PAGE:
Santiago de Compostela was established as a parish of the Roman Catholic Diocese of Orange on September 1, 1979 by Bishop William Johnson. It was named after the Shrine of Saint James of Compostela in Spain. The parish buildings are set on six acres of land featuring a church, rectory (1984) and parish hall (1997). Our church is home of four thousand families. The first Galician Granite Pilgrimage Cross in the United States is now located in our parish fountain. This granite cross was a GIFT to us from our mother church Santiago de Compostela in Spain. Bishop Michael Driscoll blessed this cross on July 25, 1993. The three-foot, carved statue of Santiago was placed in its shrine niche on August 1, 1993.
Our patron saint is Saint James who was son of Zebedee and Salome, brother of Saint John the Apostle, and may have been Jesus' cousin. He is actually called Saint James the Greater because he became an Apostle before Saint James the Lesser. He was a disciple of Saint John the Baptist and a fisherman by trade. St. James is described as one of the first disciples to join Jesus. He left everything when Christ called him to be a fisher of men, on the shores of the River Jordan.
James was one of the three Apostles, along with Peter and John, privileged to witness three miraculous events:
• The Healing of Peter's mother-in-law (Matthew 1:29-31),
• The raising of Jairus' daughter (Mark 5:37-43),
• The Transfiguration of Jesus (Mark 9:2-8).
Jesus called James a 'son of thunder'. St. Luke's Gospel tells us that James called down fire from Heaven on the Samaritans because of their lack of faith. There is a well-known story in St. Mark's Gospel where the two brothers ask Jesus for the privilege of sitting at His right and left side in Heaven.
James was also present in the Garden of Gethsemane as one of the few apostles who accompanied Jesus there. He fell asleep as Jesus prayed before he was arrested on the orders of Pontius Pilate. After Pentecost, James went on to preach the Gospel in Samaria and Judea, and then legend says he traveled a great distance to Spain to spread the good news there.
St. James the Greater was preaching by the River Ebro in Caesaraugusta (Spain). It was looking like James’ mission was failing, making him depressed, he was in prayer one day when the Blessed Virgin Mary appeared to him in the flesh (she was still alive at this time, so it was not an apparition but a bilocation) she appeared standing on a six-foot tall pillar of jasper, carried by angels.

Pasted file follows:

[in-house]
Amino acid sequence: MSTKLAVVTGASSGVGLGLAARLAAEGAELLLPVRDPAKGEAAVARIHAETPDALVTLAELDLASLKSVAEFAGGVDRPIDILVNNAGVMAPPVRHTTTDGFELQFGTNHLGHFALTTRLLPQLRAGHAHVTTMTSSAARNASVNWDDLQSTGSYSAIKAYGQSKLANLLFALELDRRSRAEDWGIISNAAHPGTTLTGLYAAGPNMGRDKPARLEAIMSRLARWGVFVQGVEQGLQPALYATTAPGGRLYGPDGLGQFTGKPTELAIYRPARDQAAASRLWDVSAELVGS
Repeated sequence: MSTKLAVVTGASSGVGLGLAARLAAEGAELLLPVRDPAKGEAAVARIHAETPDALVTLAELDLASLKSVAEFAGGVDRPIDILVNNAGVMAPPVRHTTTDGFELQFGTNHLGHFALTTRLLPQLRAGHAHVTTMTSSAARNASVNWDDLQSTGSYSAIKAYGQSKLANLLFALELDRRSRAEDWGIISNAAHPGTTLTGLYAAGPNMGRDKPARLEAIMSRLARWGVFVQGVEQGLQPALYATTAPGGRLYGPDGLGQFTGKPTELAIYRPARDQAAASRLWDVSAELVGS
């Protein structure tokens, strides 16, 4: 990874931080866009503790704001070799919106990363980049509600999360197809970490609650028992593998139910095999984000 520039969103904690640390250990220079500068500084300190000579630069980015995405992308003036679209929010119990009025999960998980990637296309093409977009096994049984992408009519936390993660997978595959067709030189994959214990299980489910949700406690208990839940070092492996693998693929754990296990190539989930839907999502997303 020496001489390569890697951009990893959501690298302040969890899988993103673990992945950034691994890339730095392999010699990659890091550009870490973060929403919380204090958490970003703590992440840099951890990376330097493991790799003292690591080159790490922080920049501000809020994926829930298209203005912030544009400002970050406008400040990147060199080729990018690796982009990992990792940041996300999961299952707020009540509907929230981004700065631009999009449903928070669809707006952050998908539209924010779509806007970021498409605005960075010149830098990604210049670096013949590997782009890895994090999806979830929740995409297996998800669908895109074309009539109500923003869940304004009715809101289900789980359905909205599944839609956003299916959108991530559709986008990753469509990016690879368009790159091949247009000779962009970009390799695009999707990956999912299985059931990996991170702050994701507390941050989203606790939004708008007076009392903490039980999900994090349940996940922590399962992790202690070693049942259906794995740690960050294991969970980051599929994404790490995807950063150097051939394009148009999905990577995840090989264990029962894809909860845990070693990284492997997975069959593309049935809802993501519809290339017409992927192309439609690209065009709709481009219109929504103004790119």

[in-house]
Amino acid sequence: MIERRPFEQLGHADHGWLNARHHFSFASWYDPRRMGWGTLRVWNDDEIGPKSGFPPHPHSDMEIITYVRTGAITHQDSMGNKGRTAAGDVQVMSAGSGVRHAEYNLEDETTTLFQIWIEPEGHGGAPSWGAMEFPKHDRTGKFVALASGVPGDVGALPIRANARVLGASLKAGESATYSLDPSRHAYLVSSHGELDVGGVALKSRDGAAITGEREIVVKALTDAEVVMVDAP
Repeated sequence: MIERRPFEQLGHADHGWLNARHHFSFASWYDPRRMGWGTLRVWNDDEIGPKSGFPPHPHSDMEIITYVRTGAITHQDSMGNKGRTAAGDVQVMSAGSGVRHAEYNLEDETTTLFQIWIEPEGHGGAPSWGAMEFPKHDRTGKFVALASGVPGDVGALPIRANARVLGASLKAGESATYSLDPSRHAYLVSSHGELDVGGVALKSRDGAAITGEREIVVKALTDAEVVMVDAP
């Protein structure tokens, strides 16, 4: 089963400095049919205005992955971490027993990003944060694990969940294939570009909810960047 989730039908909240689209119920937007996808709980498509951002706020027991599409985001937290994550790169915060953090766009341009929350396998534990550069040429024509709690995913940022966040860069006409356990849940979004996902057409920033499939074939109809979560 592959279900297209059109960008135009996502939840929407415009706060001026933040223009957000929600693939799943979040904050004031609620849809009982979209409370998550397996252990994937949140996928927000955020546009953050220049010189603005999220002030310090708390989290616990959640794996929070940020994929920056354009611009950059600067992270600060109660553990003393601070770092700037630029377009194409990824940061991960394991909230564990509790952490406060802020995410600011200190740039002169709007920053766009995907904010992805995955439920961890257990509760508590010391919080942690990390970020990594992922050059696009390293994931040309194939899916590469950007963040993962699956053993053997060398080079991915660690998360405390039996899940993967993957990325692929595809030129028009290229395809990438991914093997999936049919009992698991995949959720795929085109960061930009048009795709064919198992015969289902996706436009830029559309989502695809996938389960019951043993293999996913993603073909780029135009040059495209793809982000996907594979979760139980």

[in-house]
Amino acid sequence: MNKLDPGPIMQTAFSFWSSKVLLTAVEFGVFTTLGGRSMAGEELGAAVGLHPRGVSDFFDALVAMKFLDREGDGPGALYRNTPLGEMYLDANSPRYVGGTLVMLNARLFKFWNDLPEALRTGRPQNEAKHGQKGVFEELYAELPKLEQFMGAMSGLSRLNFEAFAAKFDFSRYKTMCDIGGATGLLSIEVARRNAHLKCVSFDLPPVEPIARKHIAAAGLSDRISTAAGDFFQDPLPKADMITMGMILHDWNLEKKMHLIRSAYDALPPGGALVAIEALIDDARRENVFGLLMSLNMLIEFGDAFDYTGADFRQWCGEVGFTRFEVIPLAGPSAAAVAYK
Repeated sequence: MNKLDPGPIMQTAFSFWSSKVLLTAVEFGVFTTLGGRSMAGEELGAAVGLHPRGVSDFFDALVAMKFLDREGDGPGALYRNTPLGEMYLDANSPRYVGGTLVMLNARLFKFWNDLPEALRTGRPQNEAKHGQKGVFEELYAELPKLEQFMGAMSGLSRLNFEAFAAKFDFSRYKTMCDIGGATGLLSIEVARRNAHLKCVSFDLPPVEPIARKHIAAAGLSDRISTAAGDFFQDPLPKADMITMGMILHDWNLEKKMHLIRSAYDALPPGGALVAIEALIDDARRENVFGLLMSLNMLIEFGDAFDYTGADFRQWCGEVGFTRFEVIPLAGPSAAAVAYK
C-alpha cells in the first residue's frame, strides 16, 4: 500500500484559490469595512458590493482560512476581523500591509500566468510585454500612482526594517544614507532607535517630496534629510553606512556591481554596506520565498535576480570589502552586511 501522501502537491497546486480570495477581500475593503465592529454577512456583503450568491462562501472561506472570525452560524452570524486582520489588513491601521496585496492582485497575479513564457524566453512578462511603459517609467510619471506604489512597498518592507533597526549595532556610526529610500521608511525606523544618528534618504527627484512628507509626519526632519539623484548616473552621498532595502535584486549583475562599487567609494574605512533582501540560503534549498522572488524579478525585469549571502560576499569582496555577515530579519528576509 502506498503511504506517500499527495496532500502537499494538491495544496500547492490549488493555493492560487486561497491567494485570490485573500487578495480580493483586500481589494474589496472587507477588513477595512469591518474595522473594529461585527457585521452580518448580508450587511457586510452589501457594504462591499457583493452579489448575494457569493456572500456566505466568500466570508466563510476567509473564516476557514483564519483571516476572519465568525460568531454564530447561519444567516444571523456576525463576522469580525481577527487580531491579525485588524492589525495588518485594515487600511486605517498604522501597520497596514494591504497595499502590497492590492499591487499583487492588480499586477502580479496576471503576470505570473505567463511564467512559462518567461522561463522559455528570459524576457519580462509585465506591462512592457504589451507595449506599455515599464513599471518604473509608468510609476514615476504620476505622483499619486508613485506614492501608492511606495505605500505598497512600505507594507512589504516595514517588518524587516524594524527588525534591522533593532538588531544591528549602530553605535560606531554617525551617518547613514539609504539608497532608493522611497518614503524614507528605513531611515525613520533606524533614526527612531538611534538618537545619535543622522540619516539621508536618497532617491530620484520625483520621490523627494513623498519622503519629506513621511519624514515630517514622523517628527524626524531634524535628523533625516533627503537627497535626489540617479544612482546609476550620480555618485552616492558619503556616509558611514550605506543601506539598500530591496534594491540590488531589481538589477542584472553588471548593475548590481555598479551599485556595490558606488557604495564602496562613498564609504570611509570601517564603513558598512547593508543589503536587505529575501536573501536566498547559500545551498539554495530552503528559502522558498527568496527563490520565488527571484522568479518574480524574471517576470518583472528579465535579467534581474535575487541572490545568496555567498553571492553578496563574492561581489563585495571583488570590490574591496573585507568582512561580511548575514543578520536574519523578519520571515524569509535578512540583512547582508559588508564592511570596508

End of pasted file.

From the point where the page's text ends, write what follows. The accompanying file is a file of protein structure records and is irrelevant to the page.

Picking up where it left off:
The Virgin Mary told St. James: “This place is to be my house, and this image and column shall be the title and altar of the temple that you shall build… and the people of this land will honor greatly my Son Jesus.”
The chapel originally built by Saint James was later destroyed along with a number of subsequent chapels built on the same site. However, the statue and pillar have been preserved however for almost 2000 years. Numerous healings have occurred throughout the years by those visiting the site.
Saint James is the patron saint of Spain and, according to legend, his remains are held in Santiago de Compostela in Galicia. (The name Santiago is the local Galician evolution of Vulgar Latin Sanctu Iacobu, "Saint James".) The traditional pilgrimage to the grave of the saint, known as the "Way of St. James", has been the most popular pilgrimage for Western European Catholics from the Early Middle Ages onwards, although its modern revival and popularity stems from Walter Starkie's 1957 book, The Road to Santiago. The Pilgrims of St. James. 237,886 pilgrims registered in 2014 as having completed the final 100 km walk (200 km by bicycle) to Santiago to qualify for a Compostela. When 25 July falls on a Sunday, it is a ″Jubilee″ year (an Año Santo Jubilar Compostelano or Año Santo Jacobeo) and a special east door is opened for entrance into Santiago Cathedral. Jubilee years fall every 5, 6, and 11 years. In the 2004 Jubilee year, 179,944 pilgrims received a Compostela. In 2010 the number had risen to 275,135.